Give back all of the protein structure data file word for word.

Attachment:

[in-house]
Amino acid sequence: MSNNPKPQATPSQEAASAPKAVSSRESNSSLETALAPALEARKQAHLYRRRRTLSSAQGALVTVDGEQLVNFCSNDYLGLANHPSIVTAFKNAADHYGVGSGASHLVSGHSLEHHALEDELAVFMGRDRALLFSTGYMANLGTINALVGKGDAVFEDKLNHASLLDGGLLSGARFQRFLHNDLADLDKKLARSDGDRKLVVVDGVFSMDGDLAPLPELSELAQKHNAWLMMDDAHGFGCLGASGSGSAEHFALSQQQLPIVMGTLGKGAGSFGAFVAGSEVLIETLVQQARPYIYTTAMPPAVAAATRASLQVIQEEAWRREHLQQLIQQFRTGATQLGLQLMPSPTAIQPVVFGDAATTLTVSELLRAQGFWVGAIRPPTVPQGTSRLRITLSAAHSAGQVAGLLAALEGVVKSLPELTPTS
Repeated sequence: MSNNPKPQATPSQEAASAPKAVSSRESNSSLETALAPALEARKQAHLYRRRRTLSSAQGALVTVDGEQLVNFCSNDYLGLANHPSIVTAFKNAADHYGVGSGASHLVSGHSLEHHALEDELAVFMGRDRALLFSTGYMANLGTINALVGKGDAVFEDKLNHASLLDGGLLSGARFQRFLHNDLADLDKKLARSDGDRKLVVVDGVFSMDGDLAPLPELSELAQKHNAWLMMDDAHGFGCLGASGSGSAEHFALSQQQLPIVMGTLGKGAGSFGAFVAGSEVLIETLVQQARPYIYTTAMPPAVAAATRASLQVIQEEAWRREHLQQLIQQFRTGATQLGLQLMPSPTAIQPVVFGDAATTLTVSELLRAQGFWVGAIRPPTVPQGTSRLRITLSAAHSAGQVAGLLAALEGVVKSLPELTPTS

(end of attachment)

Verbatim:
[in-house]
Amino acid sequence: MSNNPKPQATPSQEAASAPKAVSSRESNSSLETALAPALEARKQAHLYRRRRTLSSAQGALVTVDGEQLVNFCSNDYLGLANHPSIVTAFKNAADHYGVGSGASHLVSGHSLEHHALEDELAVFMGRDRALLFSTGYMANLGTINALVGKGDAVFEDKLNHASLLDGGLLSGARFQRFLHNDLADLDKKLARSDGDRKLVVVDGVFSMDGDLAPLPELSELAQKHNAWLMMDDAHGFGCLGASGSGSAEHFALSQQQLPIVMGTLGKGAGSFGAFVAGSEVLIETLVQQARPYIYTTAMPPAVAAATRASLQVIQEEAWRREHLQQLIQQFRTGATQLGLQLMPSPTAIQPVVFGDAATTLTVSELLRAQGFWVGAIRPPTVPQGTSRLRITLSAAHSAGQVAGLLAALEGVVKSLPELTPTS
Repeated sequence: MSNNPKPQATPSQEAASAPKAVSSRESNSSLETALAPALEARKQAHLYRRRRTLSSAQGALVTVDGEQLVNFCSNDYLGLANHPSIVTAFKNAADHYGVGSGASHLVSGHSLEHHALEDELAVFMGRDRALLFSTGYMANLGTINALVGKGDAVFEDKLNHASLLDGGLLSGARFQRFLHNDLADLDKKLARSDGDRKLVVVDGVFSMDGDLAPLPELSELAQKHNAWLMMDDAHGFGCLGASGSGSAEHFALSQQQLPIVMGTLGKGAGSFGAFVAGSEVLIETLVQQARPYIYTTAMPPAVAAATRASLQVIQEEAWRREHLQQLIQQFRTGATQLGLQLMPSPTAIQPVVFGDAATTLTVSELLRAQGFWVGAIRPPTVPQGTSRLRITLSAAHSAGQVAGLLAALEGVVKSLPELTPTS